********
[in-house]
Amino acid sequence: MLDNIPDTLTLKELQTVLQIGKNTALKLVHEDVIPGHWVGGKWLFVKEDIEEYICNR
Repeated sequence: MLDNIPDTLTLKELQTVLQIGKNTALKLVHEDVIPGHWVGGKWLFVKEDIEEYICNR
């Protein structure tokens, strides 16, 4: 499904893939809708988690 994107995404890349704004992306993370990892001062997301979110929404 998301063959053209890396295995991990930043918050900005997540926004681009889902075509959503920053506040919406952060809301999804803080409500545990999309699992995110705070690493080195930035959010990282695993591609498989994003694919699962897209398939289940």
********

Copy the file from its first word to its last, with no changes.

[in-house]
Amino acid sequence: MLDNIPDTLTLKELQTVLQIGKNTALKLVHEDVIPGHWVGGKWLFVKEDIEEYICNR
Repeated sequence: MLDNIPDTLTLKELQTVLQIGKNTALKLVHEDVIPGHWVGGKWLFVKEDIEEYICNR
């Protein structure tokens, strides 16, 4: 499904893939809708988690 994107995404890349704004992306993370990892001062997301979110929404 998301063959053209890396295995991990930043918050900005997540926004681009889902075509959503920053506040919406952060809301999804803080409500545990999309699992995110705070690493080195930035959010990282695993591609498989994003694919699962897209398939289940």